The Buddhist Center visited had a plain and simple building. The outside was concrete and glass. There was a living room-style set up with various couches and chairs. Offices were all surrounding and the meditation room was upstairs. Tufts students lined up to donate the suggested five dollars to the Center. The man at the basket was in his forties and balding. Typically I would imagine American Buddhists to be of younger age. I found this to be false as well as other misconceptions I had about what a real modern American Buddhist Center.
On the way upstairs we took our shoes off as a sign of respect to the Center. Just the thought of removing shoes makes one infer the ground of the meditation room is sacred. Silently everyone filed upstairs through a winding staircase. I entered the room, then bowed toward the altar as a sign of respect. I immediately observed everyone already sitting down in their meditation positions. The room was perfectly quiet except for the rustling of clothes as people filed in to sit. There seemed to be an odd peaceful silence surrounding the meditation room.
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The alter consisted of a table with two pictures of old smiling Buddhist monks. One man was the founder of the center, so people bow to his picture as a sign of reverence. There were small glass jars containing water in front of the pictures. Dead center was a large scroll with a single character written on it. Two smaller scrolls were on either side of the large character in the middle.
An older woman with gray hair faced the twenty or so congregants in the meditation room. People were also seated in a row at the back of the room in chairs. The night was an open house, so many new faces were in the crowd. The veteran meditates could easily be spotted by their perfect posture and quiet, content, stiffness. To see each person in their own position was amusing. Most had their legs in front of themselves, crossed and slightly below their hips. Their gaze was typically a few feet in front of their eyes. Some had their eyes closed and some were simply staring. One woman to my right was sitting with her arms resting on her bent legs, a unique approach. Her old age and heavyweight prevented her from sitting any other way. One middle-aged man was sitting on his heels with a tiny wooden bench under him. Each person, based upon their size and flexibility, found their won position to stay in.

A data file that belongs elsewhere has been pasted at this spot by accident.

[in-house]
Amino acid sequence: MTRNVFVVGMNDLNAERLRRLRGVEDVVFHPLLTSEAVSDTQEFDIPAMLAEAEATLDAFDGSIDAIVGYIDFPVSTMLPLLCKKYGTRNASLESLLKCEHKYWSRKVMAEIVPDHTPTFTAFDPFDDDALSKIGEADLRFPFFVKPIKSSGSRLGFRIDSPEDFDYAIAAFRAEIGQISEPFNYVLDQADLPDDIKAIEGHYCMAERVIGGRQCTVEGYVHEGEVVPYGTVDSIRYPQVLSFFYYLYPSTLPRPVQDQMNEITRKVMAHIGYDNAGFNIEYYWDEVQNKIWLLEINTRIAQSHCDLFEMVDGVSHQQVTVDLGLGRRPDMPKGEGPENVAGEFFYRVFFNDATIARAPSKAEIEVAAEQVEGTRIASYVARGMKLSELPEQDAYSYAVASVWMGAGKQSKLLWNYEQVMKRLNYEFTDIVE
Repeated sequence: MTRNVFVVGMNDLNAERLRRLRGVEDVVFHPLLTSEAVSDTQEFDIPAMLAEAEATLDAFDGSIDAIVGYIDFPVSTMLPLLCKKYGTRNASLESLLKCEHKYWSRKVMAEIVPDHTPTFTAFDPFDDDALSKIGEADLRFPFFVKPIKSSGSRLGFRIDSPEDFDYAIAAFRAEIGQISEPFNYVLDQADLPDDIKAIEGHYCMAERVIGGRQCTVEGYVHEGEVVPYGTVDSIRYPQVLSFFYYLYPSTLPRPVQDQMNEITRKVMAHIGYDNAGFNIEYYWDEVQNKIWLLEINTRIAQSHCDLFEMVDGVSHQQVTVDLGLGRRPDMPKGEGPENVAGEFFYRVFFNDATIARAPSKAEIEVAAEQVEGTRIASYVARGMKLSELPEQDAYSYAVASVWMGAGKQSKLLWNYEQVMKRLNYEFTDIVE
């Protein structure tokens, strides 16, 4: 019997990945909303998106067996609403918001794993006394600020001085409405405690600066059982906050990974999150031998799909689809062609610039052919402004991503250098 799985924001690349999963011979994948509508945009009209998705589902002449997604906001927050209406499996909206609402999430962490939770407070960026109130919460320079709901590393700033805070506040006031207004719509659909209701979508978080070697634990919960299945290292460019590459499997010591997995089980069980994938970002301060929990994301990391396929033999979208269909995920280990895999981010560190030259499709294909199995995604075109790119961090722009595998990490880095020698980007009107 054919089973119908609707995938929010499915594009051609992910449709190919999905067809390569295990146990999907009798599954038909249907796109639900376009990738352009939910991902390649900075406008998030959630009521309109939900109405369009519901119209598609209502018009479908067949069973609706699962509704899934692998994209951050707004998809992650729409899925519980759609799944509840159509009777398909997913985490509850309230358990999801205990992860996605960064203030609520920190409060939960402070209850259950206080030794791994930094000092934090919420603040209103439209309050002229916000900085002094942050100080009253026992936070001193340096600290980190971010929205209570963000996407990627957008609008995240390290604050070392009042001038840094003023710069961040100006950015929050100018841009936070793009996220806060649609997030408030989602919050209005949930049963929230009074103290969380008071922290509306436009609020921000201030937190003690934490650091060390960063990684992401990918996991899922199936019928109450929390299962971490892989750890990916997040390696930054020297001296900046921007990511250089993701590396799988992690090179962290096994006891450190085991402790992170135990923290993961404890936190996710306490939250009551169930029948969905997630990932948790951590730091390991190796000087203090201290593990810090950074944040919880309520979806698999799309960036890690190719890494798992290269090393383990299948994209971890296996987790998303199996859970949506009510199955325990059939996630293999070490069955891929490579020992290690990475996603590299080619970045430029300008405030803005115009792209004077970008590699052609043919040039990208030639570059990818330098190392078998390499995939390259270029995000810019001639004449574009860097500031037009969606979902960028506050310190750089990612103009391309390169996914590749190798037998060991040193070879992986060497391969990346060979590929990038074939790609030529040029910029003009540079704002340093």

Once still my mind began to wander and think about the various other people in the Center. I could not read the _expression of the leader facing us, and that made me a little uncomfortable. She seemed to have a somewhat content _expression, but I never could quite tell. After about ten minutes of sitting in silence, the leader struck a gong. It signalled everyone that it was time to begin the open house. Honestly, the woman’s speak never held my full attention during the whole talk. I found it difficult to keep a decent posture and my mind wandered because of my body’s pain.
The talk was all about how being a nobody is what we should aspire to. What she really meant was that we should not limit our thinking because of our preconceptions. We learn every day that there is only so much of our own lives we can control. Buddhism would prescribe individuals to let go of the struggle for control of one’s life. If one sits back and contemplates his nature and the nature of his actions he can then understand their roots and decide if they are virtuous or self-destructive. When we think of ourselves in past or future terms then we can never truly enjoy the moments we do live in.
These were the main points at which I believe the speaker was trying to convey in her talk. The language she used was a little vague as were her examples. I would have liked the talk to be more organized and driven than delivered in such a scatter-brain way. None the less I did learn, from observing the people around me, there is no typical American Buddhist. They come in all colours, ages, shapes, temperaments, and sizes. This is important for a westerner to contemplate. Often times when examining an outside or unknown religion or people we tend to make broad generalizations. The point of being Buddhist I believe is that anyone can be Buddha, or have Buddha-nature. To live a certain way, in tune with the truth, can lead one to happiness and Buddha-nature.
It was interesting to observe the mixing of American cultures and Buddhists. The Center was very modern and its celebrants very diverse. I believe this speaks to the truth of Buddhism as a mindset. It truly can work in any culture because its truth is cultureless. I found the question and answer session to be the most enjoyable part because of it exhibited the freedom of beliefs within different Buddhist worshipers. Never was anyone called “wrong” for believing something, just another opinion was offered.
That is the difference between Buddhism and most western religions that tend to have a highly detailed and planned doctrine that cannot be strayed from. Buddhism leaves the door open all the time for new opportunities and possibilities. That is the point I believe Buddha tries to deliver most in his teachings and meditation practice, the here and now of life. I enjoyed my visit to the Center, even if the talk seemed a bit jumbled and hard to understand. The good nature of the Center was evident.
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